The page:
The Brotherhood of the Second Cross was established on Father’s Day 2005 where 160 men stood before their wives and children to pledge themselves to purity, self-sacrifice, loyalty, and excellence. Today, hundreds more have joined the commitment.
How do you work for someone who is untrustworthy?
That’s a hard question, one that I’m not sure I am qualified to answer. You see, throughout my working life I have been fortunate to work for good people. Sure, back in my banking days there were some real characters a step up the organizational chart, but I was a low level employee so I didn’t really know too many “behind-the-scenes” stories. Generally, even those that might have been jerks still seemed to be focused on what was best for the company.
But a close friend has been needing my advice for how to handle working with, well, a crook. Questionable actions and emotional volatility have left low morale in his wake. What do you do? Quitting seems like the easiest answer, but that raises a lot more questions like, “How will I eat?” etc.
When you are pursuing integrity, how do you follow one who isn’t? While my experiences can’t measure up to my friends, I did find myself in a complicated situation years ago. My boss frequently deal with people in an unfair way, acted selfishly toward other leaders, and was extremely difficult to work with. I even had an email saved on my computer, outlining many of his actions, should I ever run out of options and need to send it to the CEO.
My first piece of advice…always act with integrity. I can be forced to do things I don’t want to do, like fire someone I think should be given another chance or cave in to a demanding customer when I want to hold the line. But I can’t be forced to do wrong. When the boss demands that I violate the line of right vs. wrong, I must stand firm.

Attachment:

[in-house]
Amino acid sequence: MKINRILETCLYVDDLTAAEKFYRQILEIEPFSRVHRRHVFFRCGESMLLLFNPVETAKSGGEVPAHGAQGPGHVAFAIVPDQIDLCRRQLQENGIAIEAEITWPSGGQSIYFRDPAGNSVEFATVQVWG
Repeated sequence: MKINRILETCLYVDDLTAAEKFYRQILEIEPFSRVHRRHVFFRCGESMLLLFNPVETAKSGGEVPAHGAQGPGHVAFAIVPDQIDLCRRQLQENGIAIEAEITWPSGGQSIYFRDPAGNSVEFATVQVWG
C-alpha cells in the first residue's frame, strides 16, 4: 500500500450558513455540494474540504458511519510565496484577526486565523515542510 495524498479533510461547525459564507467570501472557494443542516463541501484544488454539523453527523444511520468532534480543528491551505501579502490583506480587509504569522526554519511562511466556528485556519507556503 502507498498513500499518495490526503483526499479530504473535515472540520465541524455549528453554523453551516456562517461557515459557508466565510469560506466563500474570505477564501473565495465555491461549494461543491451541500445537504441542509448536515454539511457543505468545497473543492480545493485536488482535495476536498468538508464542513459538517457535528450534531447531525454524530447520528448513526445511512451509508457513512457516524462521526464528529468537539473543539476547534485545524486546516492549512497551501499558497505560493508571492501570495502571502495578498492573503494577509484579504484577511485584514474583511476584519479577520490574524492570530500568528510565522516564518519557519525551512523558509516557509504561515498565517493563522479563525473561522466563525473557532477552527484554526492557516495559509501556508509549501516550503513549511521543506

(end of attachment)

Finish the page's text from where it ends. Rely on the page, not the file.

Now, keep in mind the difference between my opinion and what is truly wrong. Just because I have a different idea doesn’t make me right. But cheating, lying, and other types of sin are wrong every time. That’s where I won’t be forced to walk. At the end of the day, I would rather throw myself on the mercy of my company while standing on the side of right.
Second…don’t be disrespectful. Even when the boss doesn’t deserve respect, it’s important for my heart that I show it anyway. The chair he occupies demands a level of respect that it is unhealthy to ignore. I know that most of us want to respond with a “Yeah, but…” to that. But disrespecting authority is unhealthy for me even if I think it’s justified.
Finally, treat the boss the way you wish he’d treat you. Yeah, the old Golden Rule applies. If I fight fire with fire, well, that’s a lot of fire and I will likely get burned. But if I act with integrity and respond to my boss in ways that he doesn’t deserve, I open the door to the possibility that our future can be different.
Bottom-line. I can’t change the boss, but I get to decide whether or not I let the boss change me.